Chemistry alumnus Steven Sloop (Ph.D., ’96) is at the forefront of global efforts to invent and commercialize a clean battery recycling technology: he developed a “direct recovery method’’ to recycle material from commonly used lithium-ion batteries in an inexpensive and environmentally harmless operation that ensures battery materials aren’t wasted and recovered materials are in a battery-ready state for reuse.
The international scientific journal Nature hailed Sloop’s innovation as one of the most energy efficient and promising battery recycling technologies in the world.
While at OSU, Sloop experimented with topotactic transformations, a process in which the chemical composition of materials change while retaining some original structural elements. Those experiments influenced Sloop, who is now the president of OnTo Technology, a research and development company in Bend, Oregon, devoted to cutting edge innovations in recycling batteries.
“I learned a way of thinking about materials at OSU and I have applied that knowledge to battery recycling,” says Sloop, whose advisor was chemistry professor Michael Lerner. “It was basic creative chemistry where one learns about synthesizing nanocomposite materials and keeping base structures intact during experiments.”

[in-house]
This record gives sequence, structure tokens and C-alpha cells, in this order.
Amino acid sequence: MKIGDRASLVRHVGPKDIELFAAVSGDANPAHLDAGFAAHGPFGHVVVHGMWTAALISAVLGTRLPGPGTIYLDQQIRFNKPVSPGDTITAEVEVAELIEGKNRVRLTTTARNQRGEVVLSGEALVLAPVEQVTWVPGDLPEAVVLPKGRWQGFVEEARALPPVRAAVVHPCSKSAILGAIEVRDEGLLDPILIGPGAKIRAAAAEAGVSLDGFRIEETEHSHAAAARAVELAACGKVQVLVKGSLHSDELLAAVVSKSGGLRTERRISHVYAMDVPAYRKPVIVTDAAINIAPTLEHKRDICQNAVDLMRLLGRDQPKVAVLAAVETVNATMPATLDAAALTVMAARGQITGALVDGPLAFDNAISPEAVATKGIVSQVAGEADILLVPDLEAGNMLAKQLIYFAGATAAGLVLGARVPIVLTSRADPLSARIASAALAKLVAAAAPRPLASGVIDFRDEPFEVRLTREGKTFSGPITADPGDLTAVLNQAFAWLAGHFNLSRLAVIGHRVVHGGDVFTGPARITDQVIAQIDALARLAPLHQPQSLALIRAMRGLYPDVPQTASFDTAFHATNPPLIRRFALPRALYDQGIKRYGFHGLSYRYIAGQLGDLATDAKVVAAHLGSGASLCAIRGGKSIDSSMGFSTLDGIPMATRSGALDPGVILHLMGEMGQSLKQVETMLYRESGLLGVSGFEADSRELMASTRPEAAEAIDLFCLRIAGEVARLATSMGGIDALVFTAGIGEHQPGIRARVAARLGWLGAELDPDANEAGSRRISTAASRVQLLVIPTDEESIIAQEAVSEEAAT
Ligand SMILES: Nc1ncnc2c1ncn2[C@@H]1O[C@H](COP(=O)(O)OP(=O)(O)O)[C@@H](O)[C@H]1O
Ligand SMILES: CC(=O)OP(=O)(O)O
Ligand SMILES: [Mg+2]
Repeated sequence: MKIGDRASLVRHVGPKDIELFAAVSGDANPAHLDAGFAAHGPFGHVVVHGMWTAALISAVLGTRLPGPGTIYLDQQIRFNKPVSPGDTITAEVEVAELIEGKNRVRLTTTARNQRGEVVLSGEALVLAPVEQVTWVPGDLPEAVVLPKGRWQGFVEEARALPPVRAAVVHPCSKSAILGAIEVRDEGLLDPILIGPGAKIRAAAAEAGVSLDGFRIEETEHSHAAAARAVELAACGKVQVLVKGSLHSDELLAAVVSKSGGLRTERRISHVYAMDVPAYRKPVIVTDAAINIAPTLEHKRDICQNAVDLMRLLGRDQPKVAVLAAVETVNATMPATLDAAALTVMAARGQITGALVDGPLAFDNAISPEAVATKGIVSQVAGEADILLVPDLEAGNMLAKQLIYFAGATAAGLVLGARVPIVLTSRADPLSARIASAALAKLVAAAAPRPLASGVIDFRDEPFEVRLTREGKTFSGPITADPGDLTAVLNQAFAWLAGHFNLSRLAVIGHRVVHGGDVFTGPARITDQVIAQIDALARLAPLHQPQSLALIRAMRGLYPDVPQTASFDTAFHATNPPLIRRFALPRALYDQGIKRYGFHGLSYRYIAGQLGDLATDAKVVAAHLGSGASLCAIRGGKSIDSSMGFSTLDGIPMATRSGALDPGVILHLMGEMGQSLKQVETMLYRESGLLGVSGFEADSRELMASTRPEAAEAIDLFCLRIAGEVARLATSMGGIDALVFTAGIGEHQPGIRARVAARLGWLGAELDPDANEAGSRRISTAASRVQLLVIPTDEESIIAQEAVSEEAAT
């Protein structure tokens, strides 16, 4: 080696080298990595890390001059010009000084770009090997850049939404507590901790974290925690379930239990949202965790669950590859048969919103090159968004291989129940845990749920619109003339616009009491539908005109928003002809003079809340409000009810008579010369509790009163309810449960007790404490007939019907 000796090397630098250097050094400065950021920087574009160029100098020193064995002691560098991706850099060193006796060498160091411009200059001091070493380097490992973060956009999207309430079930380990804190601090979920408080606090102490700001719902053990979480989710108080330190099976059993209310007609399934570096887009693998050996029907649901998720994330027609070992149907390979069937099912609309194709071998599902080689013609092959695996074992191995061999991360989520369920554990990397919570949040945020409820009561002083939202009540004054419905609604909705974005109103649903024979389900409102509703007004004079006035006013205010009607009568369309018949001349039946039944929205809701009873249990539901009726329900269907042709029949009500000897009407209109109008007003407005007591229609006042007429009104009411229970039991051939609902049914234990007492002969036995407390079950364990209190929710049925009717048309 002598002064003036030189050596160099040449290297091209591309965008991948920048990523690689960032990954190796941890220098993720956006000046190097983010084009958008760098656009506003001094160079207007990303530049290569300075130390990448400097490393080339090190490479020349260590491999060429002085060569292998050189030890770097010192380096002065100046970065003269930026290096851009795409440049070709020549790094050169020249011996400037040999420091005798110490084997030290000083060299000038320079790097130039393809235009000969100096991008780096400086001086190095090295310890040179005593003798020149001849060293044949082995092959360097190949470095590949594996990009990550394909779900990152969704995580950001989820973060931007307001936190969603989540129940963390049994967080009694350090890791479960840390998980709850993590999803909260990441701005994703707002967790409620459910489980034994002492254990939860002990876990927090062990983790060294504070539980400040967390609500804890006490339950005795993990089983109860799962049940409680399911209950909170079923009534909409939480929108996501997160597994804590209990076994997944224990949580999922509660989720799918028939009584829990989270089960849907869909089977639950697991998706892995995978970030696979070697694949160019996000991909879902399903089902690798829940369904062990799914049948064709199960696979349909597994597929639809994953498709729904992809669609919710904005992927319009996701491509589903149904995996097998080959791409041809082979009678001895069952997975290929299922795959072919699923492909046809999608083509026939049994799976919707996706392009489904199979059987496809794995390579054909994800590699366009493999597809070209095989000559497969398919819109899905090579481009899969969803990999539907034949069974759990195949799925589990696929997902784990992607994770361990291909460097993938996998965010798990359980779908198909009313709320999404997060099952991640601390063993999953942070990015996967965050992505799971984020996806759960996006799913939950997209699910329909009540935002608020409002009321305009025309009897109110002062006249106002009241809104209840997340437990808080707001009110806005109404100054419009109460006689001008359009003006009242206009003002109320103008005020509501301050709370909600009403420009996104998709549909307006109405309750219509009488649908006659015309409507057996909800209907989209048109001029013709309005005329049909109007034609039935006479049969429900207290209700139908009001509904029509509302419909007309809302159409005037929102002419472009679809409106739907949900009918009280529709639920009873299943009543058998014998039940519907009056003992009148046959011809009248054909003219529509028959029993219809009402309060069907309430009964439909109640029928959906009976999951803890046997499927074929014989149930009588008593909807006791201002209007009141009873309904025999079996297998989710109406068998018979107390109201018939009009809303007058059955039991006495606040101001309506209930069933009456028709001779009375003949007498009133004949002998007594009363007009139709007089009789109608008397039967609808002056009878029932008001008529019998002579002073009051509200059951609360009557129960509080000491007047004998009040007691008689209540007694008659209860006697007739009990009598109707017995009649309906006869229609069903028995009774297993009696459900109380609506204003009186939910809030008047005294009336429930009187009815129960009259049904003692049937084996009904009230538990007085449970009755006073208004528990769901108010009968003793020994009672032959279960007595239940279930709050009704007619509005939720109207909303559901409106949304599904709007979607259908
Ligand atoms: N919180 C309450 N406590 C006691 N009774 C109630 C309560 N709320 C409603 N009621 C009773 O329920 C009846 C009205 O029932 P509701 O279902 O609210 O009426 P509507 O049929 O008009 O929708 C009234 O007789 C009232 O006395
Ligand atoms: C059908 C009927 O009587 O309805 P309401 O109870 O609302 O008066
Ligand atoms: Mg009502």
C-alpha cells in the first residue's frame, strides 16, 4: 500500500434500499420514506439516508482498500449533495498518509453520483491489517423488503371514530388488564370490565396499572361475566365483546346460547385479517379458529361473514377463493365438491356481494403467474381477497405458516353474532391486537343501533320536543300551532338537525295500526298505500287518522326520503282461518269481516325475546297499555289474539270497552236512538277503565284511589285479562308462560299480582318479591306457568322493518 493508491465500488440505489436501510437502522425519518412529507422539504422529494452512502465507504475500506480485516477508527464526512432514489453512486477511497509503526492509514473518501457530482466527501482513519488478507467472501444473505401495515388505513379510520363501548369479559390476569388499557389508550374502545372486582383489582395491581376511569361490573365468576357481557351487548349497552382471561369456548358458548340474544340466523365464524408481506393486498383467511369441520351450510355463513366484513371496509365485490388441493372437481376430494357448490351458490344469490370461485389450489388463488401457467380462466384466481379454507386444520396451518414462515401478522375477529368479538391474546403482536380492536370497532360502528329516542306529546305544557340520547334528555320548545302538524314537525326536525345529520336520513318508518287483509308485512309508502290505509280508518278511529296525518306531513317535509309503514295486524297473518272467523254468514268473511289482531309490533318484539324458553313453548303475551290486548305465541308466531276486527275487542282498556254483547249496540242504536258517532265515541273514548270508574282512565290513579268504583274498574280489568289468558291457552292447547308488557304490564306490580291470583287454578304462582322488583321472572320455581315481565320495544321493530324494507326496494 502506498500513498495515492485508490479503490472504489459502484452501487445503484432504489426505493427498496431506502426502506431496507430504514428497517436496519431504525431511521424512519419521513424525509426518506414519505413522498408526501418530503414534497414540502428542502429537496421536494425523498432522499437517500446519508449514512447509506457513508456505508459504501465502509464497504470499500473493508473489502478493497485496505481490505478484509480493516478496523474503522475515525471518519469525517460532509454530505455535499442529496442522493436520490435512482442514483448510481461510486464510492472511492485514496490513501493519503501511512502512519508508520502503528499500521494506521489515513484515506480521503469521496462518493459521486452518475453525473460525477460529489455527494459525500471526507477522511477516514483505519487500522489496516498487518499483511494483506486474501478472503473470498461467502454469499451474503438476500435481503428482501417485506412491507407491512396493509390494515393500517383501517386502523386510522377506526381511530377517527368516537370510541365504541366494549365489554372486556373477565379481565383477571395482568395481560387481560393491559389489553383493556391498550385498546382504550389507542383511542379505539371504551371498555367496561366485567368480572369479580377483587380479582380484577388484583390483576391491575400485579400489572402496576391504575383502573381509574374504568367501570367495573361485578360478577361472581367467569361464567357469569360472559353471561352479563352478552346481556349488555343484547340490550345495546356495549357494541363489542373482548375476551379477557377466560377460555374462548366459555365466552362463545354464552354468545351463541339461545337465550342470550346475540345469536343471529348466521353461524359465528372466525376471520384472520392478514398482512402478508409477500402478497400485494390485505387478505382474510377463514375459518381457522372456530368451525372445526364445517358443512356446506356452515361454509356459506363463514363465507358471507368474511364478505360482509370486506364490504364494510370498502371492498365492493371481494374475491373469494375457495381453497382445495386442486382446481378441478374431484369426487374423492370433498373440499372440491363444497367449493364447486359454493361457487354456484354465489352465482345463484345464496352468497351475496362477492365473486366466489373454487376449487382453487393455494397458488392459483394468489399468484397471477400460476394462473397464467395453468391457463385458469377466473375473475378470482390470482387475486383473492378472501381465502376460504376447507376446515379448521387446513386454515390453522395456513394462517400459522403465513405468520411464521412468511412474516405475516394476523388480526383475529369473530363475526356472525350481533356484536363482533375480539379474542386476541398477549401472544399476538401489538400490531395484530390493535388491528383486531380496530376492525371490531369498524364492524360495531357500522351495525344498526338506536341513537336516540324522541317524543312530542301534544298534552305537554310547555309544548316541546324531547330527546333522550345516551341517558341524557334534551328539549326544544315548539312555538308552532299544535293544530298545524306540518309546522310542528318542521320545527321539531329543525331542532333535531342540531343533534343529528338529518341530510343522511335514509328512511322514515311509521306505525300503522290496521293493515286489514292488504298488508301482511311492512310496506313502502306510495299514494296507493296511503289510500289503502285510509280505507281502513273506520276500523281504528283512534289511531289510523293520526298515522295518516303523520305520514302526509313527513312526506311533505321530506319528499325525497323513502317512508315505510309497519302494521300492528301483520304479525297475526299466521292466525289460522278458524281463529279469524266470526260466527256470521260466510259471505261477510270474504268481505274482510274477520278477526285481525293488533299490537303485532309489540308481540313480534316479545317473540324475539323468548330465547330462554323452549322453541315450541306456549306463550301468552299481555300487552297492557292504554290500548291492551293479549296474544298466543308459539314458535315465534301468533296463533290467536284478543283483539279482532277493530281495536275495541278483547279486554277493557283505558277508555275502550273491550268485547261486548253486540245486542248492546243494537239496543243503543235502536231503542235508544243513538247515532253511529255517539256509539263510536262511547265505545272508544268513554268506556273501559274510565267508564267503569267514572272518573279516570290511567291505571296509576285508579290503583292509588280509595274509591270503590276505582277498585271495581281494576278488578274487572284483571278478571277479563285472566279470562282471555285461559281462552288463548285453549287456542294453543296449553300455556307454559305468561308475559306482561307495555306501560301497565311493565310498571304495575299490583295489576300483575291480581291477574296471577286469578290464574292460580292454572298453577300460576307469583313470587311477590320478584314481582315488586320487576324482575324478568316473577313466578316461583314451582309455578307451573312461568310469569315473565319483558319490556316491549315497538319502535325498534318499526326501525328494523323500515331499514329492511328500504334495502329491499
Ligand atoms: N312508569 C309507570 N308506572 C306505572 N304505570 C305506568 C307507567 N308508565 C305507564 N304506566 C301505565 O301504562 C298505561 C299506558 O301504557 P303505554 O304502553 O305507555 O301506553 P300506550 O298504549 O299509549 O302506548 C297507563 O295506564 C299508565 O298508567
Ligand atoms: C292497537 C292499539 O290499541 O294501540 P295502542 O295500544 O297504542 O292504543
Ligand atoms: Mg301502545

After completing his doctoral studies, Sloop taught at Willamette University for 2 years before pursuing a postdoctoral fellowship at Lawrence Berkeley National Laboratory. It was at Berkeley Lab that Sloop stumbled across the problem of the limited life-cycle of Lithium-ion batteries and it set him up to do what he is doing.
When Sloop encountered the issue of recycling wasted battery material as a postdoc, he remembers thinking it was “a dirty garbage business.” Sloop would soon change his mind. “After two weeks of pondering over why Lithium-ion batteries fail I thought it was a great problem to solve. Now I find it bizarre that this area of research is underappreciated.”
Sloop holds a number of patents on different methods of recycling energy-storage devices, electrode materials and processing end-of-life batteries. Over the years, OnTo has received various grants from federal and state organizations for research, including funding from Oregon Nanoscience and Microtechnologies Institute (ONAMI). Currently, Sloop and his collaborators are working toward commercializing the direct recovery method while conducting research to fine tune the scale and design of the process.